Very little is known about familial/hereditary forms of multiple myeloma (MM) and monoclonal gammopathy of uncertain significance (MGUS).1–3 We recently described extensive familial phenotypic heterogeneity in 39 families with multiple cases of MM and MGUS wherein a subset showed a variety of hematologic and solid tumors that may well be integral to the familial clustering of MM.4 This subset consisted of cancer of the prostate, cancer of the pancreas, acute myelogenous leukemia, and myelofibrosis. It is important to realize that these heuristic findings are preliminary and will require many more MM families for a more complete assessment. In this issue of Blood, there is a well-conducted Swedish registry study reported by Landgren and colleagues that expands upon a growing data set of the familial associations of MGUS and MM.5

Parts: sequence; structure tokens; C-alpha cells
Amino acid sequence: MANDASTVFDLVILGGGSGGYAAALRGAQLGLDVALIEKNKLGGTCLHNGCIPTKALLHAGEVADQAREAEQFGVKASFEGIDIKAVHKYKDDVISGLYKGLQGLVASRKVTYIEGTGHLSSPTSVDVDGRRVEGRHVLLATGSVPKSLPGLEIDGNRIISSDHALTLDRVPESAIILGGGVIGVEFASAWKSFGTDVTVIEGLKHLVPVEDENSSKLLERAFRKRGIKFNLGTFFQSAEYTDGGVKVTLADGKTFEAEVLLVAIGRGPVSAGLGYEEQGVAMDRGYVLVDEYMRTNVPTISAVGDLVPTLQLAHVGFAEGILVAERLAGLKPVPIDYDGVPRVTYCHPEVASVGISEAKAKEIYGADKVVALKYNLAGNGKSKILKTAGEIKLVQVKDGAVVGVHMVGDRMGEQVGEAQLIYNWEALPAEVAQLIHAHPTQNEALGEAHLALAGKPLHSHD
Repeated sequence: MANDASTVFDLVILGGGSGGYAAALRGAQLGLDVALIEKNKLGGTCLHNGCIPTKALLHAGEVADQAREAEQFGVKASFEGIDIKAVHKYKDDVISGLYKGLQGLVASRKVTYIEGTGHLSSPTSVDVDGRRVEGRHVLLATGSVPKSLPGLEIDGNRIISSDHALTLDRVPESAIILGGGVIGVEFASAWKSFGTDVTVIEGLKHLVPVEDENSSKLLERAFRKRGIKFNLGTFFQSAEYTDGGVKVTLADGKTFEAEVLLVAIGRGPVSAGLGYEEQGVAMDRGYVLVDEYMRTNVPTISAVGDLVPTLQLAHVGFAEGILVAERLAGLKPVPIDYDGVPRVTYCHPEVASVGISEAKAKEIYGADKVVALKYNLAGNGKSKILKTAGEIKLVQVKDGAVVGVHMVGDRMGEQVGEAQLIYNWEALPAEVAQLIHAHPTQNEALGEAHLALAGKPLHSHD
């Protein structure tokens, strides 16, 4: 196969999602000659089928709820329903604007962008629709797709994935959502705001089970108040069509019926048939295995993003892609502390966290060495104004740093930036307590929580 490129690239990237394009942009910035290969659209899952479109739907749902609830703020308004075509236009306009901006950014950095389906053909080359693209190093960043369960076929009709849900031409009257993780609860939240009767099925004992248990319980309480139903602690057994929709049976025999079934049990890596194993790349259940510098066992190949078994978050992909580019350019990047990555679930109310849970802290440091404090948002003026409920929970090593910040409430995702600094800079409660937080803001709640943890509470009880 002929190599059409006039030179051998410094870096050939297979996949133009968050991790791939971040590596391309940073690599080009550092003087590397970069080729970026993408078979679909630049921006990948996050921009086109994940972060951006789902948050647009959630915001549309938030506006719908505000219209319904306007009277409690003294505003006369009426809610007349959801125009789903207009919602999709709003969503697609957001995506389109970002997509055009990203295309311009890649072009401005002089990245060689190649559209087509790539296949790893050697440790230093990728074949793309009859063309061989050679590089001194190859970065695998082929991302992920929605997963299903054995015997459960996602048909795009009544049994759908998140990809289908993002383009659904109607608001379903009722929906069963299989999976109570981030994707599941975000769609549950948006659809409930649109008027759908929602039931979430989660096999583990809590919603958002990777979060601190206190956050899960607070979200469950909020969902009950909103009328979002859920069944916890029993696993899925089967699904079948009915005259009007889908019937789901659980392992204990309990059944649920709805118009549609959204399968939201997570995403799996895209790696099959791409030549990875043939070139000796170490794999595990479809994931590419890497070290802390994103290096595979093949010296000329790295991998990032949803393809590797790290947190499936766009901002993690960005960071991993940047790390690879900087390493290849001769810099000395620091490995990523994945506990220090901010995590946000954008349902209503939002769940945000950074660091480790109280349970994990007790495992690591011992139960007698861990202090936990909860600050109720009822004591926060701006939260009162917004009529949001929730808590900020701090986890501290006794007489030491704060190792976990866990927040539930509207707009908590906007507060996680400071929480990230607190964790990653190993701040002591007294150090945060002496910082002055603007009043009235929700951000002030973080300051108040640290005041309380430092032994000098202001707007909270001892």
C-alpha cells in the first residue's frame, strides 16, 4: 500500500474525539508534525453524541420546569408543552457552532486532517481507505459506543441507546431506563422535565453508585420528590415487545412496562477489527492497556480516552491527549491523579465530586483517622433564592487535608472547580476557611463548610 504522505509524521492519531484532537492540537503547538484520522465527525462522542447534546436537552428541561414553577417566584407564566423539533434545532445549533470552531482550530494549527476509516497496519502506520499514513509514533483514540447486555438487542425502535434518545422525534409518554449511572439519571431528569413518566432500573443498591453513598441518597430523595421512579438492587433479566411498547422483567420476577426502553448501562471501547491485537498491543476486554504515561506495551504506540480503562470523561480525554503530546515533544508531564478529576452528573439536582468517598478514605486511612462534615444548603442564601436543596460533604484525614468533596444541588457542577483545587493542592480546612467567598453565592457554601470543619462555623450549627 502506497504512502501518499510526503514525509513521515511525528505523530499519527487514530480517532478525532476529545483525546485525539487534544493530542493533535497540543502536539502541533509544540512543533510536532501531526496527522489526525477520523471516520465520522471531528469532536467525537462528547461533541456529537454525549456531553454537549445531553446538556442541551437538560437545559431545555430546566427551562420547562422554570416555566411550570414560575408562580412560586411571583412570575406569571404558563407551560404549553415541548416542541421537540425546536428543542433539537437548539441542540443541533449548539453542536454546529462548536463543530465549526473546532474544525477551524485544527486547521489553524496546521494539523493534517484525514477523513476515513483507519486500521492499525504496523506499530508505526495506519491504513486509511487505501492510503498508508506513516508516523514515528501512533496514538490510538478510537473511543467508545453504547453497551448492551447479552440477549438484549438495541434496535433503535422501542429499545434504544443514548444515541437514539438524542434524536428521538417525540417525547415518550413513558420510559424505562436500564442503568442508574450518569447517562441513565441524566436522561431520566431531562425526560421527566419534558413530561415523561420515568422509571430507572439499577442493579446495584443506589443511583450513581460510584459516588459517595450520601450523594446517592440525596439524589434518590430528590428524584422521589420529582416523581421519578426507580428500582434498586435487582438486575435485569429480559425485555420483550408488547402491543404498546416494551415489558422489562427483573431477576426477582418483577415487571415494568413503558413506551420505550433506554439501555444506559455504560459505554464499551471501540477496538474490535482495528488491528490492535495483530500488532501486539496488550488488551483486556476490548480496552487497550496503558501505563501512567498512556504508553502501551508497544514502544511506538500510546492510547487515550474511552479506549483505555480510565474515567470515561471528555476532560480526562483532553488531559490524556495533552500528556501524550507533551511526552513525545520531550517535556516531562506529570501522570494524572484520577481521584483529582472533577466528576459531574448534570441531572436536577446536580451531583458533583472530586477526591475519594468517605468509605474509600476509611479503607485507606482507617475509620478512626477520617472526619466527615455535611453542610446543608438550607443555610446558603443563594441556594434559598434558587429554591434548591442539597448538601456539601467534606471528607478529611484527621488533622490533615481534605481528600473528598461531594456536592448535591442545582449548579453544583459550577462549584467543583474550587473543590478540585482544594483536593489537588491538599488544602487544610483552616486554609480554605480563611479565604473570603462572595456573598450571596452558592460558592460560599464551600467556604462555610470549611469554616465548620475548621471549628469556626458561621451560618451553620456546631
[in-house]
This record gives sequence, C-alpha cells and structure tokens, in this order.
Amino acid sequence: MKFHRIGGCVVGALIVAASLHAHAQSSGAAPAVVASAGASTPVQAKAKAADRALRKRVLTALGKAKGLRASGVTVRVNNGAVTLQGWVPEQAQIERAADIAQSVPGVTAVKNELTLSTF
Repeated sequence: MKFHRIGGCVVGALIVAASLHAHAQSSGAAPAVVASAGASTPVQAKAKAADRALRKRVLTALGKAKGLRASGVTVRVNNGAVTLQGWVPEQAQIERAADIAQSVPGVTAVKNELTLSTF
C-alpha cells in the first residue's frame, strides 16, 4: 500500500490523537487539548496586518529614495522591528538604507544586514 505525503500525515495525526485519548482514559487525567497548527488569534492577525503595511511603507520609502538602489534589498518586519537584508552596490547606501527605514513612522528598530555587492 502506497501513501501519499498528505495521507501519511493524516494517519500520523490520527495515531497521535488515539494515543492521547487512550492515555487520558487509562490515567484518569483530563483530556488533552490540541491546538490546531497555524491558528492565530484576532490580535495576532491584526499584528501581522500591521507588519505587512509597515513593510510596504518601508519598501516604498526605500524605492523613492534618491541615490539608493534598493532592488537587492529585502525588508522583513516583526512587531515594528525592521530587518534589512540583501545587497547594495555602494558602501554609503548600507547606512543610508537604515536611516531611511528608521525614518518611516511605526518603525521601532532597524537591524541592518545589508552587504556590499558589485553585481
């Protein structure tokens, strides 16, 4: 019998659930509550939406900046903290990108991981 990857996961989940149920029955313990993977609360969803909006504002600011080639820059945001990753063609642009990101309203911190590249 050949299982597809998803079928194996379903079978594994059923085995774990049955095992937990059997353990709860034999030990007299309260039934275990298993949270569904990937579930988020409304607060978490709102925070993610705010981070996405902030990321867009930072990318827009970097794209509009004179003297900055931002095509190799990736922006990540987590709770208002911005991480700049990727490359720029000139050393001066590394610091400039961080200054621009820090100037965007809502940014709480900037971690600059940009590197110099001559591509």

The rarity of familial MM has been a major problem in the understanding of MM's genetics and its heterogeneity. Physicians failing to take a comprehensive family history of MGUS, MM, and all cancers in the family further compound this problem. A case-finding approach has been used to address this limitation.2
In their literature review, Landgren et al noted the occurrence of case reports that have shown familial clusters of MGUS and MM2–4,6 in addition to other more rarely occurring syndromes that may be associated with MGUS.7 Recent population-based studies have identified an excess of MGUS among first-degree relatives of MM or lymphoplasmacytic (LPL/WM) patients.8 Landgren et al noted the absence of any large study quantifying risk for MGUS and related malignancies among first-degree relatives of individuals with MGUS. Therefore, they launched a study to characterize the pattern of familial disease.